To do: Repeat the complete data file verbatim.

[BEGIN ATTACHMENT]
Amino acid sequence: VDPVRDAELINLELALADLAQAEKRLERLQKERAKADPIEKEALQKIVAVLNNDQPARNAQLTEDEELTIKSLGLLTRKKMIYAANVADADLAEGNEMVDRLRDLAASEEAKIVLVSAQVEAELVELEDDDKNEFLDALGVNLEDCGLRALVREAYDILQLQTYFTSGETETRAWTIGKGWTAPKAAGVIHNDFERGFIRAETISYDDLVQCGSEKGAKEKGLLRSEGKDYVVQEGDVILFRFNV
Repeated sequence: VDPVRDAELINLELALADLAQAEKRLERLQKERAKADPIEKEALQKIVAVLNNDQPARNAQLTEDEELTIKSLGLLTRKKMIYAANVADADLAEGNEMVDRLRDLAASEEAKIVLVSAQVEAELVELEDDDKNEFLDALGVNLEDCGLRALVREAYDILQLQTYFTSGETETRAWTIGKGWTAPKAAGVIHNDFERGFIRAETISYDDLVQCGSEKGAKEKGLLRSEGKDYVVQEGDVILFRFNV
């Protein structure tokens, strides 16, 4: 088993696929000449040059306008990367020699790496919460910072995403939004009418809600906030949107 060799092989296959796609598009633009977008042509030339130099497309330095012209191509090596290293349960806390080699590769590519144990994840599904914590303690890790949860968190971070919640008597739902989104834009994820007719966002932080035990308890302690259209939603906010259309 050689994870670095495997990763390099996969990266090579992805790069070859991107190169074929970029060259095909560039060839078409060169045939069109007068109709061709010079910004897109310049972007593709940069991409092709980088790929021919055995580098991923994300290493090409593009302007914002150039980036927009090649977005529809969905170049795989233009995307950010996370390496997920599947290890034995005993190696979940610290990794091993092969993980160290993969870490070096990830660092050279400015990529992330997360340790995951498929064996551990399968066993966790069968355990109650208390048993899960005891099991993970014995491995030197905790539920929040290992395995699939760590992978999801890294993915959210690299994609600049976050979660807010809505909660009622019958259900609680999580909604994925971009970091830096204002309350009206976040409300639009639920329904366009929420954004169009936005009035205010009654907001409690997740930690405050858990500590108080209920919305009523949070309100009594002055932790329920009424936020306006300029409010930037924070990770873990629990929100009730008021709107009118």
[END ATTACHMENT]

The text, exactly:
Amino acid sequence: VDPVRDAELINLELALADLAQAEKRLERLQKERAKADPIEKEALQKIVAVLNNDQPARNAQLTEDEELTIKSLGLLTRKKMIYAANVADADLAEGNEMVDRLRDLAASEEAKIVLVSAQVEAELVELEDDDKNEFLDALGVNLEDCGLRALVREAYDILQLQTYFTSGETETRAWTIGKGWTAPKAAGVIHNDFERGFIRAETISYDDLVQCGSEKGAKEKGLLRSEGKDYVVQEGDVILFRFNV
Repeated sequence: VDPVRDAELINLELALADLAQAEKRLERLQKERAKADPIEKEALQKIVAVLNNDQPARNAQLTEDEELTIKSLGLLTRKKMIYAANVADADLAEGNEMVDRLRDLAASEEAKIVLVSAQVEAELVELEDDDKNEFLDALGVNLEDCGLRALVREAYDILQLQTYFTSGETETRAWTIGKGWTAPKAAGVIHNDFERGFIRAETISYDDLVQCGSEKGAKEKGLLRSEGKDYVVQEGDVILFRFNV
């Protein structure tokens, strides 16, 4: 088993696929000449040059306008990367020699790496919460910072995403939004009418809600906030949107 060799092989296959796609598009633009977008042509030339130099497309330095012209191509090596290293349960806390080699590769590519144990994840599904914590303690890790949860968190971070919640008597739902989104834009994820007719966002932080035990308890302690259209939603906010259309 050689994870670095495997990763390099996969990266090579992805790069070859991107190169074929970029060259095909560039060839078409060169045939069109007068109709061709010079910004897109310049972007593709940069991409092709980088790929021919055995580098991923994300290493090409593009302007914002150039980036927009090649977005529809969905170049795989233009995307950010996370390496997920599947290890034995005993190696979940610290990794091993092969993980160290993969870490070096990830660092050279400015990529992330997360340790995951498929064996551990399968066993966790069968355990109650208390048993899960005891099991993970014995491995030197905790539920929040290992395995699939760590992978999801890294993915959210690299994609600049976050979660807010809505909660009622019958259900609680999580909604994925971009970091830096204002309350009206976040409300639009639920329904366009929420954004169009936005009035205010009654907001409690997740930690405050858990500590108080209920919305009523949070309100009594002055932790329920009424936020306006300029409010930037924070990770873990629990929100009730008021709107009118």